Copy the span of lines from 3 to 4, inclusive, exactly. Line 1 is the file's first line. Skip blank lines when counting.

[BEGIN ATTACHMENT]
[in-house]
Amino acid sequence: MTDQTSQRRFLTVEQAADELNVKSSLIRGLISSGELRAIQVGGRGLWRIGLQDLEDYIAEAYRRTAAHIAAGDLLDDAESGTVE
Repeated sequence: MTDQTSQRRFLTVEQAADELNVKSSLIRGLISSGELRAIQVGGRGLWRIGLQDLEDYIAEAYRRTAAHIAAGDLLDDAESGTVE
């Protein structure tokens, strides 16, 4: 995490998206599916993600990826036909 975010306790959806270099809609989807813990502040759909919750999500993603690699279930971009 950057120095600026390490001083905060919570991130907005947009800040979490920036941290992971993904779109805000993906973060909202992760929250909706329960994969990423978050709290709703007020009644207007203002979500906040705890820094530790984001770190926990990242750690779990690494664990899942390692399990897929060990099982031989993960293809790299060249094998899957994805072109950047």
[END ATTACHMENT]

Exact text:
Repeated sequence: MTDQTSQRRFLTVEQAADELNVKSSLIRGLISSGELRAIQVGGRGLWRIGLQDLEDYIAEAYRRTAAHIAAGDLLDDAESGTVE
């Protein structure tokens, strides 16, 4: 995490998206599916993600990826036909 975010306790959806270099809609989807813990502040759909919750999500993603690699279930971009 950057120095600026390490001083905060919570991130907005947009800040979490920036941290992971993904779109805000993906973060909202992760929250909706329960994969990423978050709290709703007020009644207007203002979500906040705890820094530790984001770190926990990242750690779990690494664990899942390692399990897929060990099982031989993960293809790299060249094998899957994805072109950047």